An obscure painter battles depression, modern art, and the constant risk of failure as he searches the spiritual realm for undiscovered images. Emmy-nominated editor Jen Fineran follows the artist Mark Weiss as he strives to create a new method of automatic painting that resists formulaic closure and rewards persistence, revealing as it creates – and perhaps hurting and healing the artist in the process.
Shored Up is the vivid and timely tale of coastal development in New Jersey and North Carolina where a gamble on development and engineering collide with the force of nature. Set in Long Beach Island, NJ and the Outer Banks of NC, Shored Up is a prescient look at what happens when we ignore the realities of geology in our drive to inhabit and profit from the land along our coast. Filmed over three years and culminating with the impact of Hurricane Sandy, Shored Up foresees the consequences of our very human desire to live on the edge in the shadow of beauty. As the film explores the political conflicts and personal stakes of communities along the shore in the years leading up to Sandy it becomes an eerie foretelling of the storm’s devastation and a witness to its dramatic aftermath.
Island Earth by Cyrus Sutton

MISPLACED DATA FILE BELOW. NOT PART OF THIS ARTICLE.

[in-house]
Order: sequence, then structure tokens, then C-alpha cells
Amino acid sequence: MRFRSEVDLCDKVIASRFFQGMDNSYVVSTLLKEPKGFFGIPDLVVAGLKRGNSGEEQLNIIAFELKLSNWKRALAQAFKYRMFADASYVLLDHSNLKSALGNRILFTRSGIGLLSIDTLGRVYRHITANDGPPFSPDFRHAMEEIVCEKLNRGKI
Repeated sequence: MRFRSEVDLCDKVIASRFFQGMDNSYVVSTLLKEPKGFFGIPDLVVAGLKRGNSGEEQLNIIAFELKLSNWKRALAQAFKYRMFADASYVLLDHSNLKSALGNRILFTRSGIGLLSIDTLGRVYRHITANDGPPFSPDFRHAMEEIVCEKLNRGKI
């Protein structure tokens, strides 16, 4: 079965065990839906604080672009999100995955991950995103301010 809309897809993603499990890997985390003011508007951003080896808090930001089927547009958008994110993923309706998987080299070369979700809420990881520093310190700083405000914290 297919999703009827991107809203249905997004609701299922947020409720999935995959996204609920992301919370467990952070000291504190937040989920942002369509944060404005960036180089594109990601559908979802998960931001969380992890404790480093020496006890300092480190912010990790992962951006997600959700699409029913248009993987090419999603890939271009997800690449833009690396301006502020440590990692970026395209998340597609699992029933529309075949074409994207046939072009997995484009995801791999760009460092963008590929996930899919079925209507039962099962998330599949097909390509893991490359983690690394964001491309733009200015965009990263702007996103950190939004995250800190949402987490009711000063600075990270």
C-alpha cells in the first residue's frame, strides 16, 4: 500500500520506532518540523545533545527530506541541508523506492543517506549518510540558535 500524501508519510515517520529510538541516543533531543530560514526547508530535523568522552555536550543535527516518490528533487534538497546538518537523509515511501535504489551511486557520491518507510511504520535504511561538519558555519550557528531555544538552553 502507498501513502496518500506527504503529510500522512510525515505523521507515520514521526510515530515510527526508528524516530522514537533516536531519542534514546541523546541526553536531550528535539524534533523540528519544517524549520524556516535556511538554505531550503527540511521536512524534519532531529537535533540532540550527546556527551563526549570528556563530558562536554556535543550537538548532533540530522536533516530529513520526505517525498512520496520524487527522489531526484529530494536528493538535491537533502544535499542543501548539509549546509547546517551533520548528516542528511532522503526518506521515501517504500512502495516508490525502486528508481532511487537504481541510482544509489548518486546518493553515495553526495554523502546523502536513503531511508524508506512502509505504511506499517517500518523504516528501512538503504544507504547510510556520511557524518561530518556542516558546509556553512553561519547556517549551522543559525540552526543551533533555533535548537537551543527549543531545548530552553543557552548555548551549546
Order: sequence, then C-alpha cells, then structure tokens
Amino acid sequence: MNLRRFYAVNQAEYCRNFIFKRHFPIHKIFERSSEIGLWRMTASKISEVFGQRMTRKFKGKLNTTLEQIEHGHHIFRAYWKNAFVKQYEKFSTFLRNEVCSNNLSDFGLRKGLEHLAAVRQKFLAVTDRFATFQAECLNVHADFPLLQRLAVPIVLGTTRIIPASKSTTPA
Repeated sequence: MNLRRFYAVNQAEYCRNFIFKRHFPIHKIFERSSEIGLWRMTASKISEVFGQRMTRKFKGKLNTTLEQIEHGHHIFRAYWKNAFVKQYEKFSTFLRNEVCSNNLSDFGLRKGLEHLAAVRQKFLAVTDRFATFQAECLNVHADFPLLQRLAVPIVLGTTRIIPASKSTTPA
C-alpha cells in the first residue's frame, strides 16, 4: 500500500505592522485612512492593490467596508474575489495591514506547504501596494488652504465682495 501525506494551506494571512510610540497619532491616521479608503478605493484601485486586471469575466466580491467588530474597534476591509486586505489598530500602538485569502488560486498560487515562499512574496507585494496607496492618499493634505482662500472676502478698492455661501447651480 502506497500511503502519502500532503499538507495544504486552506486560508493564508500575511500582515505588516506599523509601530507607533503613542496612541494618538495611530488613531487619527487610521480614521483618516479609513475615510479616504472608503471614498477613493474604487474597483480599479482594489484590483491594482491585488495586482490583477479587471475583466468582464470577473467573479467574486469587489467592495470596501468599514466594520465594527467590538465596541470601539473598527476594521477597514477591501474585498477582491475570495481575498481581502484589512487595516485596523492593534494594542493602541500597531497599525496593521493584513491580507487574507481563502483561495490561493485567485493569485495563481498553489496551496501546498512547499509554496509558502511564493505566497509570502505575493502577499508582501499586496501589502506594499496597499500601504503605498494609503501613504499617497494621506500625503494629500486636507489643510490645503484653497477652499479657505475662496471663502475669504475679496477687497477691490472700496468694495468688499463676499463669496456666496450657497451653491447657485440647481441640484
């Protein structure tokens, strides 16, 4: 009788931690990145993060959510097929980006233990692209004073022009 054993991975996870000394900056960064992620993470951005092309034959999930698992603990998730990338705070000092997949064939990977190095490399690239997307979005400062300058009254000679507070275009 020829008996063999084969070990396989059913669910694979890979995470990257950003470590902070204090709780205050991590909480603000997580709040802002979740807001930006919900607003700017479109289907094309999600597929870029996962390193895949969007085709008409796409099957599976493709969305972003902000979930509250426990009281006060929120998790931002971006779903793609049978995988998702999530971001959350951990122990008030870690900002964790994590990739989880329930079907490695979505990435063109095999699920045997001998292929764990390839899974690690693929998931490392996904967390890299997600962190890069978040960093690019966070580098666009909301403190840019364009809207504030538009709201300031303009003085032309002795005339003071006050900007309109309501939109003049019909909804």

Executive produced by Brad Pitt, Big Men follows what happens when a Texas oil firm makes an enormous discovery off West Africa’s coast. Gaining unprecedented access to reveal big business in oil, it took six years to make and takes viewers around the world, from inside Wall Street boardrooms to the jungle camp of a Nigerian militant group. Director Rachel Boynton has an incredible ability to go behind closed doors; her access is critical when Kosmos Energy makes its enormous discovery. Christened the Jubilee Field, this massive undersea deposit had the potential to return a staggering $2.2 billion to investors. Big Men is a story told from the inside, as it happens, not reconstructed once the dust settles. Called “a real life Chinatown or There Will Be Blood” by Variety critic Scott Foundas, this extraordinary film poses fundamental questions about what motivates us all: is unbridled greed an intrinsic part of human nature? And can what unites us ever be greater than what divides us?